Wednesday, September 12, 2007
Relative difficulty: Easy-Medium
THEME: FINISH STRONG (52A: Sprint to the tape ... and a hint to this puzzle's theme) - each theme answer begins with a word that can follow "STRONG" in a familiar phrase
Another puzzle where the theme remained mysterious to me until well after I had finished; this time, I even stopped to contemplate the theme mid-solve - I'd gotten the FINISH STRONG part, but I still couldn't figure it out. Thought the "FINISH" (or end) of each phrase might mean "STRONG" or have something to do with "STRONG." And if you look, you can see that there are many words in the theme answers that suggest strength and / or violence and / or professional wrestling: WRESTLER ... TIGHT SUITS ... HOLDs ... BOXing ... HIT. So I was at a loss for a bit, until I took FINISH STRONG very very literally, thinking "How would you "FINISH," as in "complete," "STRONG?"
- 20A: Smash (BOX office hit) - Strongbox
- 29A: Athlete seated at a table, maybe (ARM wrestler) - Strong-arm
- 35A: Advice to a Harley passenger ("HOLD on tight!") - Stronghold
- 42A: Fits perfectly (SUITS to a tee) - Strong suits
The theme could be tighter - STRONG is part of a compound word in every instance but that last one, where it's simply an adjective, SUITS didn't need to be plural - but those are really minor considerations. Overall, it's coherent, and the theme answers are admirably colorful. I especially like ARM WRESTLER, as it reminds me of that klassic Sylvester Stallone picture "Over the Top," where Sly plays a professional ARM WRESTLER ... to win the heart of his son? Somehow? I don't know, never saw it. I just know that its opening scene involves the steps of his son's "boarding school" - which was actually an academic building on my tiny southern California college campus. "Real Genius," "How I Got Into College," and at least one scene from "Beaches" were also filmed at my college. Glamorous!
There are some great words in the puzzle, both in the clues and in the fill. 39D: Onager (ass) came to me almost instantly - my first thought was EEL, but that's a "conger" - because it's been in the puzzle before (I think I had a picture) and it's an anagram of my fellow blogger's screen name. I love how anticlimactic the answer to 31A: Phone trigram (MNO) is, given the fancy-sounding clue. Never heard of the letter sets on phone buttons referred to as "trigrams," but it's accurate enough. I'm also a big fan of the word CYGNET (48D: Young swan). Generally I suck at differentiating flora and fauna beyond the grossest distinctions ("It's a bird ... a white bird ... I don't know ... it could fly ..."), but CYGNET, like "onager," has stuck in my head because of its strange beauty. A word I don't like: "dudgeon" - 37D: High dudgeon (ire).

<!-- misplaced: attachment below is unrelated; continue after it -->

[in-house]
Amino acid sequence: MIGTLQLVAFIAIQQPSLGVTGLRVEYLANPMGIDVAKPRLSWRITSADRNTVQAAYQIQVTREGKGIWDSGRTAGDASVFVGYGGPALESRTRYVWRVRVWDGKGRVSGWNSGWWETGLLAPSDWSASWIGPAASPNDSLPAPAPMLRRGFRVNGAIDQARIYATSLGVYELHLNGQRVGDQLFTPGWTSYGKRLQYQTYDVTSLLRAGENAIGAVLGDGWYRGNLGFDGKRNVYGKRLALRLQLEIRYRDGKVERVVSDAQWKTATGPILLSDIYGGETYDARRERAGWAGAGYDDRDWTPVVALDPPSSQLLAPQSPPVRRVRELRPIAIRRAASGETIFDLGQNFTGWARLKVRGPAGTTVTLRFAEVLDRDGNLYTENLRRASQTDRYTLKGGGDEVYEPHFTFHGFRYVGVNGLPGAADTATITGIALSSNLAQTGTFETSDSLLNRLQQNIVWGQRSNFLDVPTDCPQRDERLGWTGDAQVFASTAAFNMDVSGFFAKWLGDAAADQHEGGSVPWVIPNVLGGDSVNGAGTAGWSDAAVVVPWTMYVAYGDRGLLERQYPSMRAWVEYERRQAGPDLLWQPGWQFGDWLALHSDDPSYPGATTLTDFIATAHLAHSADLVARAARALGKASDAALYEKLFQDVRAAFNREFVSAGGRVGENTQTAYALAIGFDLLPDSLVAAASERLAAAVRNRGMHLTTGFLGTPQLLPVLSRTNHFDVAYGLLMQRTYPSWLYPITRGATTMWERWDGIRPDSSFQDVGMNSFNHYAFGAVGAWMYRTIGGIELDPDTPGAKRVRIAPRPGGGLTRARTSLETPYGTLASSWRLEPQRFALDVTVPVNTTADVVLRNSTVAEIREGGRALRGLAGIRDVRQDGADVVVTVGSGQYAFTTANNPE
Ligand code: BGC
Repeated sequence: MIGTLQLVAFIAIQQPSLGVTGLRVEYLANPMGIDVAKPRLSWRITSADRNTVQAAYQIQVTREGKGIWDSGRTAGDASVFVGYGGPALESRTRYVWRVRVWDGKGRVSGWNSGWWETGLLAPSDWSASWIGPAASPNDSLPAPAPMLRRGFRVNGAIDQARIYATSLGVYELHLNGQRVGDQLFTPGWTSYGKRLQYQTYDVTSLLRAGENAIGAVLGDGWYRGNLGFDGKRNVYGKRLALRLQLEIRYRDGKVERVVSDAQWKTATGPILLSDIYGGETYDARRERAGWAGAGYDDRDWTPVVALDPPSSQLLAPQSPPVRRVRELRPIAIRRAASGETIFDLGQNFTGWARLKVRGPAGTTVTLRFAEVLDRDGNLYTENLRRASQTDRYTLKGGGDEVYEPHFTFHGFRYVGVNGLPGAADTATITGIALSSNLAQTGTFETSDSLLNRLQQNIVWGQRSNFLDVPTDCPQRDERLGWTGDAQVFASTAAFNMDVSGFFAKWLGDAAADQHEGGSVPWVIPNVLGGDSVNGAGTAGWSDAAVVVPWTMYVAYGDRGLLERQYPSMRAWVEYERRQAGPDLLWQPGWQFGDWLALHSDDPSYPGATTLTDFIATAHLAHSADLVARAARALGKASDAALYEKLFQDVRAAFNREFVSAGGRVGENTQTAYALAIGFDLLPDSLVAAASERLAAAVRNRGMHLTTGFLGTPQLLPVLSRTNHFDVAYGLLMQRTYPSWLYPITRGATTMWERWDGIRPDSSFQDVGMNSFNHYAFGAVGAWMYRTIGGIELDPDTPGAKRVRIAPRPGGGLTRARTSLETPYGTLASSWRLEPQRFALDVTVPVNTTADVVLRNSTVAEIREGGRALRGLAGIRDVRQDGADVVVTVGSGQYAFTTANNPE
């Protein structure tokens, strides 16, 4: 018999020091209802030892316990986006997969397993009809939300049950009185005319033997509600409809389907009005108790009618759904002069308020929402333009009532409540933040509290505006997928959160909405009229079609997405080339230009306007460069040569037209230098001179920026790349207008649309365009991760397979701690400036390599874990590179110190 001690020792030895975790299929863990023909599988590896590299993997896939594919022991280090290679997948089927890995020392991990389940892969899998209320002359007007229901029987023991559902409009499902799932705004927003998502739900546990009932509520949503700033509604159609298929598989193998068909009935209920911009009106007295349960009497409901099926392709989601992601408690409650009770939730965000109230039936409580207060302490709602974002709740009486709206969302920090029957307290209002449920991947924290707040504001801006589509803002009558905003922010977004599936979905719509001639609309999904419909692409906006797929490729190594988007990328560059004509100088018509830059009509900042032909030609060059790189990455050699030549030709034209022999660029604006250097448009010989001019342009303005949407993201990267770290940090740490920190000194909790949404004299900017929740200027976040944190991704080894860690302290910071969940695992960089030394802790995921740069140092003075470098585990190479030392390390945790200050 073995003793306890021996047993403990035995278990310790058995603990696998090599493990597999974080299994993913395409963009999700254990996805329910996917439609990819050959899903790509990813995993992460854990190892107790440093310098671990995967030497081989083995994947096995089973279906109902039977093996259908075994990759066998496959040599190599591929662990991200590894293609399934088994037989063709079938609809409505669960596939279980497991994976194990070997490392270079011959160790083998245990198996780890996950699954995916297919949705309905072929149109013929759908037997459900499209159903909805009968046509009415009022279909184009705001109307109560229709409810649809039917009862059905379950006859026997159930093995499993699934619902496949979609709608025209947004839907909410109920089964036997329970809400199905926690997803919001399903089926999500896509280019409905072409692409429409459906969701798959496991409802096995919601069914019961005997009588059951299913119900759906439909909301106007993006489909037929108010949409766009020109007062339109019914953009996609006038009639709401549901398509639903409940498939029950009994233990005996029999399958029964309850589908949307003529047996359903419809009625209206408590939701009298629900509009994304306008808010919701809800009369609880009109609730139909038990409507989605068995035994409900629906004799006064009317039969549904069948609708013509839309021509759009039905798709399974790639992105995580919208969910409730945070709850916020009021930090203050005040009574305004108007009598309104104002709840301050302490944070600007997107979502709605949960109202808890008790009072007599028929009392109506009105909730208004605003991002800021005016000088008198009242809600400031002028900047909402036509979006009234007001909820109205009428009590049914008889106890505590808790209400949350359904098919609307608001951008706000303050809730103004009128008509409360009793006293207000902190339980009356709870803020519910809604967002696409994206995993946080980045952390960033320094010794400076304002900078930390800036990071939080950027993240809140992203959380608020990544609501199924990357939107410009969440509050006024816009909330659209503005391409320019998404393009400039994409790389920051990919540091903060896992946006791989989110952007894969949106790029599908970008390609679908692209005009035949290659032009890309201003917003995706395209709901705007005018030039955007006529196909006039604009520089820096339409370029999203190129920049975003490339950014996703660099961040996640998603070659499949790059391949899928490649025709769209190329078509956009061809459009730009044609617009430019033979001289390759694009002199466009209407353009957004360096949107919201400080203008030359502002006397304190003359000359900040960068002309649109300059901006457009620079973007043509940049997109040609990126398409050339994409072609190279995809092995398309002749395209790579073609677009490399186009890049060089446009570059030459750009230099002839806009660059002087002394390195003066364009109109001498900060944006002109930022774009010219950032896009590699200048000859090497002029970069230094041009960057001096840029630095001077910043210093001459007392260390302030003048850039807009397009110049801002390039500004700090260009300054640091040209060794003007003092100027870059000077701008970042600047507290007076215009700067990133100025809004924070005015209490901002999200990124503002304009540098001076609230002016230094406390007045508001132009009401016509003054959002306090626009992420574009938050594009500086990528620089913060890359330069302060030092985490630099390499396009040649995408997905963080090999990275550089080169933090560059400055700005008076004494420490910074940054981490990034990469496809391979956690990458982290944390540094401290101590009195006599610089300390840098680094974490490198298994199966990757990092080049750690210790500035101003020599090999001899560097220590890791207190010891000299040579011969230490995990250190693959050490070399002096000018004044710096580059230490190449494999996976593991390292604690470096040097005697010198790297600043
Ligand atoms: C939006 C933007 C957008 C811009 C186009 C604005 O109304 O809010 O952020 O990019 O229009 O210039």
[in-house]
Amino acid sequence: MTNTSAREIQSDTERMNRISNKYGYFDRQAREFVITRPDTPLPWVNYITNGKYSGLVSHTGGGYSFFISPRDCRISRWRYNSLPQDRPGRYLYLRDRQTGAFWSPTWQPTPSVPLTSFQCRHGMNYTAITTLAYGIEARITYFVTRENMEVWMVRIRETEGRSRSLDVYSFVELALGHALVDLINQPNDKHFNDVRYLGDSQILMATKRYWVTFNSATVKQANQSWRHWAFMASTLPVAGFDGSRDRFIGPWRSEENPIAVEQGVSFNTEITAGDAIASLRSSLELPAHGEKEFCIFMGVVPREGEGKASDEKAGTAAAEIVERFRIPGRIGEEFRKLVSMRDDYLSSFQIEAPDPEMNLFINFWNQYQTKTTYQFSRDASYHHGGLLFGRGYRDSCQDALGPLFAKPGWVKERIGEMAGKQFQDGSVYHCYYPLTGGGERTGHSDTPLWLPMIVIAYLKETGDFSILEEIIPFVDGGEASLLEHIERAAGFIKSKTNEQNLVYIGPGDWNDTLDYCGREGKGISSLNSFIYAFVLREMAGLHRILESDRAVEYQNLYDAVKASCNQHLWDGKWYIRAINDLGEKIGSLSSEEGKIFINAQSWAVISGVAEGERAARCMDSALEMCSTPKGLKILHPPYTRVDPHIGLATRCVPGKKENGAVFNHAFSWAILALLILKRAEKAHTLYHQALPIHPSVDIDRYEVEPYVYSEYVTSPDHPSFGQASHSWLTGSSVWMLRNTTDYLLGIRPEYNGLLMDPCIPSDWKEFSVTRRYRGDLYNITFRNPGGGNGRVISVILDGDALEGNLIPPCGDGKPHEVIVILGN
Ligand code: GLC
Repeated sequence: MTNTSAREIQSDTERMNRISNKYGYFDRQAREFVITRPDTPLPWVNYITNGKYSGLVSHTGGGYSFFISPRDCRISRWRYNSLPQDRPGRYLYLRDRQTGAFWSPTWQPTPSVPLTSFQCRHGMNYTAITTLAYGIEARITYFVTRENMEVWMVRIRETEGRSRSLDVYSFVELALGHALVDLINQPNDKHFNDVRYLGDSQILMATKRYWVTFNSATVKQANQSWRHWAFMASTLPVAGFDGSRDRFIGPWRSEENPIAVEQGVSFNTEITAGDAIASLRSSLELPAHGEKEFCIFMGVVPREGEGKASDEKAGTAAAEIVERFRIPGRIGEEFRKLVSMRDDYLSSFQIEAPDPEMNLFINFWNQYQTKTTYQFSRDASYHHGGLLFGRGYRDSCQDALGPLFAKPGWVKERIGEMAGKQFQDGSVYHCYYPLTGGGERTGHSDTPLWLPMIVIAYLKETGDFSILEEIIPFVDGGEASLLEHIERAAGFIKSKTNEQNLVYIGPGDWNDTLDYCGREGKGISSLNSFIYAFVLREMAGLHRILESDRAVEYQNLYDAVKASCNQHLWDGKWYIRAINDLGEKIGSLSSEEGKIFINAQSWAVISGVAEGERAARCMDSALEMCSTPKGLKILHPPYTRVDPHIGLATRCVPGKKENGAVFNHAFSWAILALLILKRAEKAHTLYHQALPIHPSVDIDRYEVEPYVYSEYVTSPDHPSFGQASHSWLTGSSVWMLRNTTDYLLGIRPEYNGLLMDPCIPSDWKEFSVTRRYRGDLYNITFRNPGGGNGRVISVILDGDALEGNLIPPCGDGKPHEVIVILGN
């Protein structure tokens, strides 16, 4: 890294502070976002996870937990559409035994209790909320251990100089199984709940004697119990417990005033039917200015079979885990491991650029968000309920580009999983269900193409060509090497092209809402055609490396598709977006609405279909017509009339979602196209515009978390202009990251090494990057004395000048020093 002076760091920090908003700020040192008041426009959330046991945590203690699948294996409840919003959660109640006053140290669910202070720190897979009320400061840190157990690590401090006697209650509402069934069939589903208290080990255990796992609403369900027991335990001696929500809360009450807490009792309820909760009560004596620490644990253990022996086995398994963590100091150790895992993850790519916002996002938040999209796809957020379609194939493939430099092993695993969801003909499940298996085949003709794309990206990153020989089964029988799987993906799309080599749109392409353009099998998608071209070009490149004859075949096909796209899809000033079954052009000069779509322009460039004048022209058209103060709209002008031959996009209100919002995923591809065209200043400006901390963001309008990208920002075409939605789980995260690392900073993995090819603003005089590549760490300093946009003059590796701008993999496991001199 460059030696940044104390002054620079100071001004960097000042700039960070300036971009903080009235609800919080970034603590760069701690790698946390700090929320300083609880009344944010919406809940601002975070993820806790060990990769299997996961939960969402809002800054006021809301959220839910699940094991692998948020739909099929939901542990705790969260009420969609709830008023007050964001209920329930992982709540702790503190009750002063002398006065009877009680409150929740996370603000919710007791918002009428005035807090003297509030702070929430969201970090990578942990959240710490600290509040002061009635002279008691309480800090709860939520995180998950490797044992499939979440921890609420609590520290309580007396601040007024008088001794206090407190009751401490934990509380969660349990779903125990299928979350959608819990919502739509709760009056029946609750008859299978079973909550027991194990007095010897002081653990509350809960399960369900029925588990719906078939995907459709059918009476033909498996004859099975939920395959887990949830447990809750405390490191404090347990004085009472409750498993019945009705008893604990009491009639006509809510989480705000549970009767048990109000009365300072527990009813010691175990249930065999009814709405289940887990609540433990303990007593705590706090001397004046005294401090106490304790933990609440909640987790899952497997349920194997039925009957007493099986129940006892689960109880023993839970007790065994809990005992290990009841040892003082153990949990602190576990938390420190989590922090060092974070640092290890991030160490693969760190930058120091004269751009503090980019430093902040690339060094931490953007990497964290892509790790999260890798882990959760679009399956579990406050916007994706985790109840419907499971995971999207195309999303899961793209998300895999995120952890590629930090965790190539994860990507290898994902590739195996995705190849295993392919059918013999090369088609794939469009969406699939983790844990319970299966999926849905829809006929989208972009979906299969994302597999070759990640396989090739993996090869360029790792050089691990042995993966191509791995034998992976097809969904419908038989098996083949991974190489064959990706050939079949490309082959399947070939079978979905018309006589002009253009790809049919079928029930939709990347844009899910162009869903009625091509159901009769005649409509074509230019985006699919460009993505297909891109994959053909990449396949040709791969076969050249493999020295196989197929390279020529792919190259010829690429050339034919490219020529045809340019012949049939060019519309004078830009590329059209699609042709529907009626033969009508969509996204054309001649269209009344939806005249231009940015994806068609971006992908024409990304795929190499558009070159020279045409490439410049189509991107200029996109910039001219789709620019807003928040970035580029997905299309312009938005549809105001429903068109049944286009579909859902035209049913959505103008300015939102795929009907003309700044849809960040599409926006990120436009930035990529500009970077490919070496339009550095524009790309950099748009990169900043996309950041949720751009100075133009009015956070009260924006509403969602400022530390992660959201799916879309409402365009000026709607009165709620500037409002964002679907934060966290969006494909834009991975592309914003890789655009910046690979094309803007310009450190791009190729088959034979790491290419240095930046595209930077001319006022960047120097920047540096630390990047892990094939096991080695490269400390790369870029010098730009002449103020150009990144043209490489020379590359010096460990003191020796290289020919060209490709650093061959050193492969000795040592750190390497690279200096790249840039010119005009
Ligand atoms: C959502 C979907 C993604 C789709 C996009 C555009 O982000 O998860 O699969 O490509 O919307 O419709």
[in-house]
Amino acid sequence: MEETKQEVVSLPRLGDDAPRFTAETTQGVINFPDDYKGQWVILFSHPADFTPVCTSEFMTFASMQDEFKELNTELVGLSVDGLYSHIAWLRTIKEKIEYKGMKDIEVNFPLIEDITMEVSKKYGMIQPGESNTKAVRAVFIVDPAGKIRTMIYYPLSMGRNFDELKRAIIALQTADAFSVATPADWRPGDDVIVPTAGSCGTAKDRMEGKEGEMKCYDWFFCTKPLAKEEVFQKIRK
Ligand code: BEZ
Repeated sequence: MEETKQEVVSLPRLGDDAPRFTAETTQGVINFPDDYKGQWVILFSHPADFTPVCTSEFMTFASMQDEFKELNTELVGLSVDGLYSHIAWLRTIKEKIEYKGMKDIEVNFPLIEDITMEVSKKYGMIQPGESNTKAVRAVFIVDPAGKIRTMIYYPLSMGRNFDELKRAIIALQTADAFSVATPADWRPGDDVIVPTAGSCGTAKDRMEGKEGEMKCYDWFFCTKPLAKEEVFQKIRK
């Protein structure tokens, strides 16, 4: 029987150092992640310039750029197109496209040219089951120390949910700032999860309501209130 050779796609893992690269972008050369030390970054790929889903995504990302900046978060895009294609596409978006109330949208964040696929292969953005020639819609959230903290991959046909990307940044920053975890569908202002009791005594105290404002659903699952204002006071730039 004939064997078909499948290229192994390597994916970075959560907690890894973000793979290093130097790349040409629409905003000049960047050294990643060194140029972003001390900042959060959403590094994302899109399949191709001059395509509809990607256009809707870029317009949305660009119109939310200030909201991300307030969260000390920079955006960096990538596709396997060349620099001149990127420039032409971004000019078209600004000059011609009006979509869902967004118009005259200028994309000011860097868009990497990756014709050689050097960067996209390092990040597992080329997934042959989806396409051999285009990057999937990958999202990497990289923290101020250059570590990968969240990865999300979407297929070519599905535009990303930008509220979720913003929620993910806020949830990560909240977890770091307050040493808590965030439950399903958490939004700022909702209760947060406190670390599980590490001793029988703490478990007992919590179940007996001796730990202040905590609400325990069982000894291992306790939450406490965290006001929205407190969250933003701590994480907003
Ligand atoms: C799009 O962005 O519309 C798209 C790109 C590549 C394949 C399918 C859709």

There's cool old pop culture in the puzzle with Buster CRABBE (1D: Tarzan portrayer) sharing quarters with ALEXIS Carrington (3D: Joan's "Dynasty" role) - my sister and I used to watch "Dynasty" in syndication All The Time in the 80's. It came on in the afternoon, I think. I think it's where I got my taste for campy serial drama - perhaps serial fiction in general. I only just now realized that that might be an embarrassing thing to admit.
The answer that tripped me up the most in this grid was AERIALS (24A: Once-common skyline sights) - it just wouldn't come to me, even with the AER- beginning in place. I could have named twenty things about skylines before getting to AERIALS. Not sure I ever would have got there, in fact. But again, the answer seems accurate enough. Because I couldn't get that, and I couldn't get FRAIL at first, even with the FR- (21D: Hardly robust), I had to abandon the N and reboot in the "Central California" section of the puzzle (my parents live in Central California - it's a nice place to go) - thought of STRIKER (49A: Soccer forward) instantly and confirmed it with SKI (43D: Do moguls, say). And I finished the puzzle in continuous, unbroken, interconnected fashion from there.
Things I didn't know, or didn't know well:
- 5A: Letter-shaped fastener (U-bolt)
- 23A: Pipe type (briar) - is this different from "corn cob?" I never know how to spell BRIAR (puzzle has accepted both the "A" and "E" variants in the past)
- 27D: Good sign for an angel (SRO) - I know what SRO stands for, but I have no idea what "angel" has to do with anything...
- 41A: County near Tyrone (Derry) - is this Irish? Yes - way up North.
GENOA (4D: Salami variety) and FIONA (33A: "Shrek" princess) seem to complement each other, both because they share three letters and because FIONA looks like she enjoys a good GENOA salami now and again. And again.
And finally, the good stuff:
- 15A: "Socrate" composer (Satie) - I love love love his music. So calming and gorgeous. Recommend "Gymnopédies"
- 59A: Like any of seven Nolan Ryan games (no-hit) - like that he intersects ORIOLE (45D: A.L. East player), since he NO-HIT the ORIOLEs on June 1, 1975. Also like that a Nolan Ryan clue is so close to STRIKER, as Ryan is the all-time MLB strikeout leader with 5714.
- 8D: Going from A to B, say (linear) - I don't know why I like it ... I just do.
- 10D: Suffered from an allergy, maybe (felt itchy) - OK, this is very borderline, and yet I find I cannot resist a phrase with the word ITCHY in it. Perhaps that's because it reminds me of the beloved cat-mouse duo "Itchy and Scratchy" from "The Simpsons." Yes, that's it.
Signed, Rex Parker, King of CrossWorld